4 de mar. de 2015

Only Lovers Left Alive (9/10): A fresh spin on the vampire genre

“I just feel like all the sand is at the bottom of the hour glass or something.”

Jim Jarmusch brings a fresh spin to the very familiar vampire tale and delivers a solid and unique film that is unlike any other from the genre. Only Lovers Left Alive will stand alone considering it lacks the horror and action elements that the classic vampire films always introduce, and it also avoids the romantic cliches as well. It is an existential vampire film where you have two very distinct characters. On the one hand there is Tom Hiddleston’s character who has been around for centuries and is living in Detroit along with his growing music collection. He has grown weary with the way humans (or as he calls them: zombies) are living and has this nostalgic sense of the past, which explains why he collects several instruments from the early 1900’s. He seems to be depressed and simply disillusioned towards the modern world. On the other hand, his wife played by Tilda Swinton is living in Tangier, and she continues to enjoy the basic things in life. She loves to read and seems to have adapted well to the new world. When she realizes that her husband is getting depressed she decides to travel to Detroit to see if she can cheer him up. Most of the film focuses on Hiddleston’s existential crisis and serves as an excuse for Jarmusch to talk about art and culture. Many people might find this pretentious, but it works because you are reminded that these characters have been living for centuries and have actually met some of these artists and scientists they are referring to. The way in which Jarmusch builds these characters is also fascinating. The idea of the vampires having this sort of rockstar look to them is great and the way they seem to get high when they drink blood was also a very clever touch. There is no action here because these vampires aren’t feeding off people, they simply have their resources for buying blood.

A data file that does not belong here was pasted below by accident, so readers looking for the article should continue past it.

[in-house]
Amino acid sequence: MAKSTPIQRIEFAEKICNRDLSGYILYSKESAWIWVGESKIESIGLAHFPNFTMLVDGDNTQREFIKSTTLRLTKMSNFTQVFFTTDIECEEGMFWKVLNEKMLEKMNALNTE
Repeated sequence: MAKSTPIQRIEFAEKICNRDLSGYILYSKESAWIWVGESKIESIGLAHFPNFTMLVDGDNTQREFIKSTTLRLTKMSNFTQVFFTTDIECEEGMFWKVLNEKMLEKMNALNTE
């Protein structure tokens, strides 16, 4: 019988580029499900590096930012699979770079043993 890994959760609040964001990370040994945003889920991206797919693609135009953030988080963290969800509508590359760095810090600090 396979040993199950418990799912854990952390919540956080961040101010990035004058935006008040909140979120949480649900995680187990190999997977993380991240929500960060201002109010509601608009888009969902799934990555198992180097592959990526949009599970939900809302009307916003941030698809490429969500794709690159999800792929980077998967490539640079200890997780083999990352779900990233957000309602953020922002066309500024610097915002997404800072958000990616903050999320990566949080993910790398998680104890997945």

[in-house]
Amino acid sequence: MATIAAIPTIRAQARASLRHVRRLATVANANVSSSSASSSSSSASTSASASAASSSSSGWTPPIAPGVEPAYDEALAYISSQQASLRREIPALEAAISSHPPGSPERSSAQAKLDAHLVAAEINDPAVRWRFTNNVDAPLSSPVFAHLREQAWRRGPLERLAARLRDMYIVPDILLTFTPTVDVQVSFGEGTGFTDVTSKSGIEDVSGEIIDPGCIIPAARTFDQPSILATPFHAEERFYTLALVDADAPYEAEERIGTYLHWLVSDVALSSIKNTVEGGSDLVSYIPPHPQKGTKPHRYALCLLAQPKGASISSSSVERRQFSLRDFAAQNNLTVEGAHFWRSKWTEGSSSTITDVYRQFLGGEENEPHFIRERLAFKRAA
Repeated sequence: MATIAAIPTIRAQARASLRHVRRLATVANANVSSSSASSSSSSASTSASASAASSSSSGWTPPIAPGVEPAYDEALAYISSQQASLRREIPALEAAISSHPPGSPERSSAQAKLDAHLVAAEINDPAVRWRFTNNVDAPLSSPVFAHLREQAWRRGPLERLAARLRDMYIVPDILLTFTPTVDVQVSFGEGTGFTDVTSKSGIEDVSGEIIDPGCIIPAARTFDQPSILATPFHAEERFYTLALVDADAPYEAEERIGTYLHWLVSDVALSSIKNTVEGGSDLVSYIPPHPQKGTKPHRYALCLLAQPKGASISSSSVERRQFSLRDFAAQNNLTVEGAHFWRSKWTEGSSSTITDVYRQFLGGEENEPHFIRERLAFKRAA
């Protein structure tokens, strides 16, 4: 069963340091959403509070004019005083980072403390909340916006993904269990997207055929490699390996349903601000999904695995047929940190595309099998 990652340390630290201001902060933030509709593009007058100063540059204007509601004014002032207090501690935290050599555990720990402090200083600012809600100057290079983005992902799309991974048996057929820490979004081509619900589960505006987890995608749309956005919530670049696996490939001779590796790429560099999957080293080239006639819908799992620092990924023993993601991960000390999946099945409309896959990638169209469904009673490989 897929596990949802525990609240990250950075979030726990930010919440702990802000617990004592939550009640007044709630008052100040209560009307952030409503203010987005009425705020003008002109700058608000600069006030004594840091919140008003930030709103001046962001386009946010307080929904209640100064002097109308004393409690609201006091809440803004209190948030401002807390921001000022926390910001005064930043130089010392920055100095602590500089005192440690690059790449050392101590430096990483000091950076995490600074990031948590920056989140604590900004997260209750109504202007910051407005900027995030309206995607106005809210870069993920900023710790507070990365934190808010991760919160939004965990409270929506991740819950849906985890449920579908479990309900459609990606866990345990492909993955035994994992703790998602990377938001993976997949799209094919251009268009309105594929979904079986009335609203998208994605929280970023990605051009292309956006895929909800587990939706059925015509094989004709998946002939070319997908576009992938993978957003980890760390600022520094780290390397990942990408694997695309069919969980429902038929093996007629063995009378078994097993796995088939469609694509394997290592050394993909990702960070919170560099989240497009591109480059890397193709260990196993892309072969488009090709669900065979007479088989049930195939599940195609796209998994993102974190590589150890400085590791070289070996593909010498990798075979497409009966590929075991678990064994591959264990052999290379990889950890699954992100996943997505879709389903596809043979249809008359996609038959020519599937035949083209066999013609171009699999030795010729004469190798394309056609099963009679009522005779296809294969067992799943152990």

It’s the small moments that work extremely well in the film and the performances are fantastic. Hiddleston and Swinton are perfectly cast for their roles and both share an incredible chemistry on screen. They’ve been together for centuries so there is no tension in the relationship and they read each other perfectly. However when Swinton’s smaller sister (Played by Mia Wasikowska) shows up things begin to get interesting. Wasikowska is also great in this film and she does a convincing job playing this immature and pain in the neck little sister. There are also some strong supporting performances from John Hurt and Anton Yelchin. The cast is excellent in the film and with the strong script they all shine in this unique indie movie. I went into it knowing almost nothing about the film and I think it is the best way to approach it because the world created by Jarmusch is quite interesting. I had heard a lot about the director, but this was the first time I actually saw a film of his and I’m surprised I enjoyed it so much because I don’t consider myself a fan of the genre and I do tend to find existential films pretentious at times, but here it works. It is very elegant, cool, and stylish.